Introduction: In Kenya, there is a lack of data on the number of people with dementia. In this article, we aim to estimate the number of community-dwelling older adults (aged 60 years and above) that are potentially living with dementia in rural Kenya. Methods: Recruitment of older adults occurred through adopting a convenience approach based on the catchment areas served by trained ten Community Health Workers (CHWs). Screening was conducted using the Brief Community Screening Instrument for Dementia (CSI-D), in which prevalence ratios were reported. Regression analyses were run to understand the association between screening outcome and wellbeing, social isolation, and employment status (adjusted for age, sex, literacy, geography, and social status). Results: Of the 3,546 older adults who were screened for dementia, 652 screened positive (PR = 0.18, 95%CIs 0.17 to 0.20). Back estimating screen positives based on established sensitivity and specificity of the tool against a gold standard (clinical diagnosis), yielded a prevalence of 9.4% (0.09, 95%CIs 0.08 to 0.11). Screening positive for dementia was associated with poorer quality of life (B =-0.17, p<0.001) and loneliness (B= 0.28, p<0.001). Conclusion: There is potentially 258,000 older adults living with dementia in Kenya, who likely have poorer outcomes. We need to encourage a timely diagnosis and develop better ways to support people living with dementia in Kenya and other resource-limited settings.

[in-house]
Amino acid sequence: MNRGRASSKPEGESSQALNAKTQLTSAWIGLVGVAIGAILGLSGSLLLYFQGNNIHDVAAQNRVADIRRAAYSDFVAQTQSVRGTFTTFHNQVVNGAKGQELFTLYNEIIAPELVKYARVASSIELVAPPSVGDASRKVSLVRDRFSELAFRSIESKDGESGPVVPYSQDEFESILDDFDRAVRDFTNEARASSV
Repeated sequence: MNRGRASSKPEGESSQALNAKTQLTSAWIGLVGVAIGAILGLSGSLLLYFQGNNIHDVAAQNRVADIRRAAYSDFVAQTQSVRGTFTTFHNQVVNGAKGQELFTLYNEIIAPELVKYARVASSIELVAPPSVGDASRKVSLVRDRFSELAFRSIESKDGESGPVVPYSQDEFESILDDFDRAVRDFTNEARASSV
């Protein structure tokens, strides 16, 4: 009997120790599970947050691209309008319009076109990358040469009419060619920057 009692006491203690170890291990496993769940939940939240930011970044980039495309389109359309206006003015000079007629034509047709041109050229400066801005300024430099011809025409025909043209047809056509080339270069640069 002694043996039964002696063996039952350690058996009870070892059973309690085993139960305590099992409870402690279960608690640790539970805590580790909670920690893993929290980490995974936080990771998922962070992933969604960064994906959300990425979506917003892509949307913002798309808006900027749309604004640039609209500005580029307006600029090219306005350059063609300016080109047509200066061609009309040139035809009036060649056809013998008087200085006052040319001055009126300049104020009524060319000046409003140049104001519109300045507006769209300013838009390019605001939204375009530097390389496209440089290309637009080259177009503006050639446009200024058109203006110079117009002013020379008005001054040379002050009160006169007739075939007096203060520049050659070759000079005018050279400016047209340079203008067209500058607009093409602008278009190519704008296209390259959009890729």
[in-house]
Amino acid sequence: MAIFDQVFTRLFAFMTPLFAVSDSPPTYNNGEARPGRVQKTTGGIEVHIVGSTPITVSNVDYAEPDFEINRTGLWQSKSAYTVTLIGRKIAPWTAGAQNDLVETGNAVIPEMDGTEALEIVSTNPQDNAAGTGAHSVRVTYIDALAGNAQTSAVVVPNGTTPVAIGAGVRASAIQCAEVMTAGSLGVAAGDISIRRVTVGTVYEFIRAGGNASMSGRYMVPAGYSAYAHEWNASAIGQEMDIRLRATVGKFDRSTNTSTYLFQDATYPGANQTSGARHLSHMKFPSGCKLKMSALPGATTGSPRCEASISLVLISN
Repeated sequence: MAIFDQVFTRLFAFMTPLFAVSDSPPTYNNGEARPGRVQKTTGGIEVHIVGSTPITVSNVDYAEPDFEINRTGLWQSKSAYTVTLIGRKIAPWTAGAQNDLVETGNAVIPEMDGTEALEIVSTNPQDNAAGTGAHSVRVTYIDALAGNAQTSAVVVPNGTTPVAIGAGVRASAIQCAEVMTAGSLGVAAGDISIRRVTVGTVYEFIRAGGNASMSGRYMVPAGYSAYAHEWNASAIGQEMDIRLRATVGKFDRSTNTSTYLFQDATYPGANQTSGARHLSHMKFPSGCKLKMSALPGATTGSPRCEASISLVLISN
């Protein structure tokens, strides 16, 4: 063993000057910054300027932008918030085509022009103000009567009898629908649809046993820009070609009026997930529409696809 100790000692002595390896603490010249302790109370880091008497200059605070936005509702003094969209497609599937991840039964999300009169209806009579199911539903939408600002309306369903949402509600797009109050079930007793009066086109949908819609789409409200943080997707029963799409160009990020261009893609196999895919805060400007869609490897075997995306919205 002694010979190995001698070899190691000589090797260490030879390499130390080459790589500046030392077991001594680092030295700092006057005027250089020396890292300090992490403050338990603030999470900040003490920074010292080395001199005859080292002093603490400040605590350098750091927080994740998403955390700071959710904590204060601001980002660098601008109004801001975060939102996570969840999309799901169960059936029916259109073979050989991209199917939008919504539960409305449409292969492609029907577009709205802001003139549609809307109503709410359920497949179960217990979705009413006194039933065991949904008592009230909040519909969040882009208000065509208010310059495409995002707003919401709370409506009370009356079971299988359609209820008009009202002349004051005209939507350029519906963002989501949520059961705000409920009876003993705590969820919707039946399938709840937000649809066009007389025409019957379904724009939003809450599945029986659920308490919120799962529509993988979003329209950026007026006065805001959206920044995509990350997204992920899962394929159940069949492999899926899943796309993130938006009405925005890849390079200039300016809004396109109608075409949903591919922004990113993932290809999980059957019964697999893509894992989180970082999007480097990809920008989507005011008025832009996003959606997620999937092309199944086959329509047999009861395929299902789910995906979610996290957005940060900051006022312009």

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Peninsula Medical School